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After Failing To Replace Obamacare, What Do Republicans Do Next?

DAVID GREENE, HOST:

And let's continue this conversation and bring in a conservative voice on these latest developments. It's Matthew Continetti. He's in our Washington studios. He's the editor of the publication The Washington Free Beacon. He's been on our program before. Matt, welcome back.

MATTHEW CONTINETTI: Hi, David. Thanks for having me.

GREENE: So who do you hold responsible here for this unraveling of the GOP bill?

CONTINETTI: I think it's pretty clear. I hold senators Lee and Moran responsible. They're the ones who broke the bloc of votes that Mitch McConnell had up until late last night.

GREENE: Do you understand their concerns, though, suggesting that this bill did not go far enough and that they did not feel like it was truly taking - repealing Obamacare and replacing it as something different?

CONTINETTI: Oh, I totally understand their concerns. I mean, the argument, of course, is that, you know, are you willing to accept half a loaf now in order to get, perhaps, the full loaf down the road? And there are many Republicans - not just in the Senate, but also in the House - who are not. And this is something that the Republican caucus and the country in general has been dealing with for many years since the Tea Party elections in 2010.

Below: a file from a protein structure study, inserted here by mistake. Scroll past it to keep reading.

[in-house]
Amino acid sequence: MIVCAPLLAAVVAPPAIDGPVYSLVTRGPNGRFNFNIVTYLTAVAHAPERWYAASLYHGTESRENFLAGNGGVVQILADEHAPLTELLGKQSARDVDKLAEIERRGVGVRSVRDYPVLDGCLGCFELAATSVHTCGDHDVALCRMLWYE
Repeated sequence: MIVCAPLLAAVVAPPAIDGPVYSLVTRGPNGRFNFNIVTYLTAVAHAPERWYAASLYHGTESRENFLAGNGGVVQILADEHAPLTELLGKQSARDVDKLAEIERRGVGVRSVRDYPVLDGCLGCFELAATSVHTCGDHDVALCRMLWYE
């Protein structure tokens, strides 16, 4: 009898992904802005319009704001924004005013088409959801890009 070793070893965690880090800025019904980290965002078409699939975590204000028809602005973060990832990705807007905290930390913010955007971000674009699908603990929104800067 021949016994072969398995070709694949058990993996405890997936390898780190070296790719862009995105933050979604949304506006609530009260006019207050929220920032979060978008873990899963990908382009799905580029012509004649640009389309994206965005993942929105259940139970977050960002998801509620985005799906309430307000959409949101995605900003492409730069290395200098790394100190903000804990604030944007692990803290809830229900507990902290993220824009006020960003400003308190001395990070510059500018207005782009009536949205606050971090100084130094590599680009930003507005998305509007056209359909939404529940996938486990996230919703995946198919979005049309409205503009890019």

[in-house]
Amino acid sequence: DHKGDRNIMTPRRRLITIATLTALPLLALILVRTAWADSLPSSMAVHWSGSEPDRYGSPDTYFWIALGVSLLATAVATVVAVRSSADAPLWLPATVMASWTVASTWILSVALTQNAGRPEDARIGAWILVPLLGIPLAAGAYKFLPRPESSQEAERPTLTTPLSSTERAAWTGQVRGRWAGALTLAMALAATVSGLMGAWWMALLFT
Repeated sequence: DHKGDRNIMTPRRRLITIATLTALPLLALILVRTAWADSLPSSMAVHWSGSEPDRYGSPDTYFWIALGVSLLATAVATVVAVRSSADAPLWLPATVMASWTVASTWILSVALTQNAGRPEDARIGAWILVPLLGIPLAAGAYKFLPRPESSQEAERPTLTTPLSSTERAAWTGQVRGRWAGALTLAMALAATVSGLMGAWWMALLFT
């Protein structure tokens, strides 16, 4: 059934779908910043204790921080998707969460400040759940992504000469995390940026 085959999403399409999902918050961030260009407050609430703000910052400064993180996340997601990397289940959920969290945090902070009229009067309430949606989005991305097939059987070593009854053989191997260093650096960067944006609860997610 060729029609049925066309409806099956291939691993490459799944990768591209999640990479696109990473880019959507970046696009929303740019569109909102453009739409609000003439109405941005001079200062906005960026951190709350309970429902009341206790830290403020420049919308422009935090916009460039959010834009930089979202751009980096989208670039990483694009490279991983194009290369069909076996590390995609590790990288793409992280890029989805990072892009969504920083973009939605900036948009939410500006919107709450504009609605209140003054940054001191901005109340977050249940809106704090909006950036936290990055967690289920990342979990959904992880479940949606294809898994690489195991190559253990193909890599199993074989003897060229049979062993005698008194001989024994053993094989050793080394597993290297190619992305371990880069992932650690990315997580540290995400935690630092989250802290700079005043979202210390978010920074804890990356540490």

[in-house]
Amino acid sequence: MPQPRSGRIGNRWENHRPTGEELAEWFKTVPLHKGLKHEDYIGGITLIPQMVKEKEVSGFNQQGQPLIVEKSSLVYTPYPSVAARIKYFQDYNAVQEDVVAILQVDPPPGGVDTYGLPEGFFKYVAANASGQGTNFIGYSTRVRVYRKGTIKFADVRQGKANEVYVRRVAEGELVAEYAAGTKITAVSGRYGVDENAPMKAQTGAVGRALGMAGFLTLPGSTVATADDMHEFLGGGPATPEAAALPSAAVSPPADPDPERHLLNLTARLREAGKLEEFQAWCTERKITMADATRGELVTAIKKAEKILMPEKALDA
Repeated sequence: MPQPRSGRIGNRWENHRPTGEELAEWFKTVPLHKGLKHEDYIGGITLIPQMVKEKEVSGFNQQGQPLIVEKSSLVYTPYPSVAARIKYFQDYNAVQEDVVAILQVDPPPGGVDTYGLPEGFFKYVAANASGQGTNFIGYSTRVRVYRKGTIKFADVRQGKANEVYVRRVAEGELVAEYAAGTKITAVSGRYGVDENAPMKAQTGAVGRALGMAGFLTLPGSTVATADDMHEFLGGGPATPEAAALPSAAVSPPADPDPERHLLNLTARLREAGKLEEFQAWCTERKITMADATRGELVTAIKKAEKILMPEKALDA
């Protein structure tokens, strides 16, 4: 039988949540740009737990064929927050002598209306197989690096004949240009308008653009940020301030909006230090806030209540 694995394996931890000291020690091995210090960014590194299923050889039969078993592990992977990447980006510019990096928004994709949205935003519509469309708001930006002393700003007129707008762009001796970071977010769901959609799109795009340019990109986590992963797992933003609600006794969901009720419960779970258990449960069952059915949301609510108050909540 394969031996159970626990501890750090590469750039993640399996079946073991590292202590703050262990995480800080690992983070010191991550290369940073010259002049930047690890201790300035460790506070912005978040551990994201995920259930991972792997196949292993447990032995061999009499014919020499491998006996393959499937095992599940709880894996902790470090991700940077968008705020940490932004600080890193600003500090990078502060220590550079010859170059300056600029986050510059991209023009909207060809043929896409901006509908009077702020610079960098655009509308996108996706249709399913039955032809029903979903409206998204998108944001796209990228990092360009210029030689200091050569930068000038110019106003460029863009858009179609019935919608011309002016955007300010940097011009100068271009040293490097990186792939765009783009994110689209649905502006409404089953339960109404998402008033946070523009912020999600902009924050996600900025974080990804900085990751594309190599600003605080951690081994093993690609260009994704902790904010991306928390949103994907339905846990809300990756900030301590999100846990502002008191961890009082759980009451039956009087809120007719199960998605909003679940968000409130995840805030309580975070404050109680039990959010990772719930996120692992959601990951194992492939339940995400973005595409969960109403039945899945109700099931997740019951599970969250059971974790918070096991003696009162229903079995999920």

GREENE: Are you suggesting that senators should have held on to keep this bloc together, rather than act on their own principles and views?

CONTINETTI: Well, no. I'm not suggesting at all. Obviously, you can live by your principles. What I'm saying is I think the argument from the leadership and the argument from many conservative senators was that this is probably the best realistic possible bill from a conservative perspective. It had a Medicaid reform that the left is apoplectic about. It had reforms to health savings accounts.

It had the controversial yet interesting from a center-right perspective freedom option by Senator Cruz. And it had a one-year defund of Planned Parenthood. All of these things I think made it attractive to many conservatives. For Senator Rand Paul, of course, who's leading this bloc, and senators Lee and Moran, it didn't go far enough. And that's what sank the bill for now.

GREENE: Let me ask you about a different narrative. Maybe it was not two senators to blame for the unraveling here, but perhaps it was the reality that the solutions that Republicans were coming up with were just not popular among Americans. I mean, when Republicans began talking about, you know, getting rid of Obamacare - I mean, a lot of Americans supported that idea. At the moment, Obamacare seems to be growing in popularity. The Republican idea is we're not getting a lot of support. Could this all be a reflection of that? Senators just weren't feeling the pressure, the public pressure to push this bill?

CONTINETTI: Maybe. I mean, I don't think that's the reasoning behind Mike Lee and Jerry Moran. And they're the two votes that have effectively sunk the bill. The bill isn't popular. One of the reasons the bill isn't popular is that Republicans have not argued for it, none - no one has. And this is a big problem.